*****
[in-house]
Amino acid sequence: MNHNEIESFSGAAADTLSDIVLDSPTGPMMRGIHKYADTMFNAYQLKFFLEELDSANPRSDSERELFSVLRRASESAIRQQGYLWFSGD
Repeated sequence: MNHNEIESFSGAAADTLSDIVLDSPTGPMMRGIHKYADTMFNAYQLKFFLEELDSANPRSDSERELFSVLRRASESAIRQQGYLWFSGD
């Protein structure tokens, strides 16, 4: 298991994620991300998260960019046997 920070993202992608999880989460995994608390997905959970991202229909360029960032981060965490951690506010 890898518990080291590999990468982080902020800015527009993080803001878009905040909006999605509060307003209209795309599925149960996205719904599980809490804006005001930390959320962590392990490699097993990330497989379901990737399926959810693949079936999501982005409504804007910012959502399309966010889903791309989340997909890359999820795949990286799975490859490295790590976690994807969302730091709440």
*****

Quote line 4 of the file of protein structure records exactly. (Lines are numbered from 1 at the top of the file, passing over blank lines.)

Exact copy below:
């Protein structure tokens, strides 16, 4: 298991994620991300998260960019046997 920070993202992608999880989460995994608390997905959970991202229909360029960032981060965490951690506010 890898518990080291590999990468982080902020800015527009993080803001878009905040909006999605509060307003209209795309599925149960996205719904599980809490804006005001930390959320962590392990490699097993990330497989379901990737399926959810693949079936999501982005409504804007910012959502399309966010889903791309989340997909890359999820795949990286799975490859490295790590976690994807969302730091709440």